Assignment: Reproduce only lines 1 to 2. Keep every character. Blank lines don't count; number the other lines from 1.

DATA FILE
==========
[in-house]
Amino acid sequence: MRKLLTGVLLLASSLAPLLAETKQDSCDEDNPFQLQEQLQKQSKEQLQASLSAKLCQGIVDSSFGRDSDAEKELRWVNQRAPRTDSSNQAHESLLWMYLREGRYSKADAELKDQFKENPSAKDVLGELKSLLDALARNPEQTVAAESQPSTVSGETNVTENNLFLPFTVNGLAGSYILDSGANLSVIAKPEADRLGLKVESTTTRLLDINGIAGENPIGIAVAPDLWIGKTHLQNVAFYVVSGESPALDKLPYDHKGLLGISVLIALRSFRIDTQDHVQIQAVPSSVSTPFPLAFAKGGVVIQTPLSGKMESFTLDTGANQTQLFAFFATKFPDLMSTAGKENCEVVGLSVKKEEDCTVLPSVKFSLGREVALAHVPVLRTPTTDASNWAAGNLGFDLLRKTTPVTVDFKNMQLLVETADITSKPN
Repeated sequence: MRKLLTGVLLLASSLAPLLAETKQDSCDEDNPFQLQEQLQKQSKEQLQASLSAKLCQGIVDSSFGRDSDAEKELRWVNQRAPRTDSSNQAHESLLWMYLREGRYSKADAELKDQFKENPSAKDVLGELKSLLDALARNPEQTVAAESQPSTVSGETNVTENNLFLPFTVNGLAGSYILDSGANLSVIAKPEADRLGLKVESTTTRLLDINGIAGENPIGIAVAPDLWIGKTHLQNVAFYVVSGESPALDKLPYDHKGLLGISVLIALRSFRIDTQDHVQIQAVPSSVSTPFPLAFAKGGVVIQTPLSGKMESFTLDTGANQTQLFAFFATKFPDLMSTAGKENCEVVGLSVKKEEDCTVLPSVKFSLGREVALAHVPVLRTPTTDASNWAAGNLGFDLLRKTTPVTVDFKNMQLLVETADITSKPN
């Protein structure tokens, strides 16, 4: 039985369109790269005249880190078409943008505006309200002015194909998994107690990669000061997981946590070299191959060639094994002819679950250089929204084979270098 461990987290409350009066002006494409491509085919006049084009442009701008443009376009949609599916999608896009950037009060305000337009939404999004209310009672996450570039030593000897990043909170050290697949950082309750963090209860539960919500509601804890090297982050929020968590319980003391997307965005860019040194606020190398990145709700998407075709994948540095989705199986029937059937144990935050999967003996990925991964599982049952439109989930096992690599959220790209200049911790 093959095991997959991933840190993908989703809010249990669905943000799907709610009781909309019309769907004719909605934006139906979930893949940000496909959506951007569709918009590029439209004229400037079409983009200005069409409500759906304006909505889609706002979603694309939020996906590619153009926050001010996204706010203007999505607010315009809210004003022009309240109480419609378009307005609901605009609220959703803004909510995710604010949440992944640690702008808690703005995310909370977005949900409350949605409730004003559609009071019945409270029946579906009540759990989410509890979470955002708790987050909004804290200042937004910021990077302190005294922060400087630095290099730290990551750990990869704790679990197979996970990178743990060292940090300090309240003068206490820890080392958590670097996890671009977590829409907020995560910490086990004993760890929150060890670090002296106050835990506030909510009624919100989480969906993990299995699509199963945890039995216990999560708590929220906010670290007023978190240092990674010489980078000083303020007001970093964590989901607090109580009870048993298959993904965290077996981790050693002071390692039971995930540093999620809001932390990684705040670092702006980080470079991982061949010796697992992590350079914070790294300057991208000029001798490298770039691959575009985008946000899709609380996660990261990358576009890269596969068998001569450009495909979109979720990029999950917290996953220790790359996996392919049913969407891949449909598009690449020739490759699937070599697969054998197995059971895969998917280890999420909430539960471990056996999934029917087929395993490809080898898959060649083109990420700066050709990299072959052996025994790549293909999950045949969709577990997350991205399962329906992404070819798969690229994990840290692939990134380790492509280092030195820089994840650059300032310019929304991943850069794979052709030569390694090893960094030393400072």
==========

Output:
[in-house]
Amino acid sequence: MRKLLTGVLLLASSLAPLLAETKQDSCDEDNPFQLQEQLQKQSKEQLQASLSAKLCQGIVDSSFGRDSDAEKELRWVNQRAPRTDSSNQAHESLLWMYLREGRYSKADAELKDQFKENPSAKDVLGELKSLLDALARNPEQTVAAESQPSTVSGETNVTENNLFLPFTVNGLAGSYILDSGANLSVIAKPEADRLGLKVESTTTRLLDINGIAGENPIGIAVAPDLWIGKTHLQNVAFYVVSGESPALDKLPYDHKGLLGISVLIALRSFRIDTQDHVQIQAVPSSVSTPFPLAFAKGGVVIQTPLSGKMESFTLDTGANQTQLFAFFATKFPDLMSTAGKENCEVVGLSVKKEEDCTVLPSVKFSLGREVALAHVPVLRTPTTDASNWAAGNLGFDLLRKTTPVTVDFKNMQLLVETADITSKPN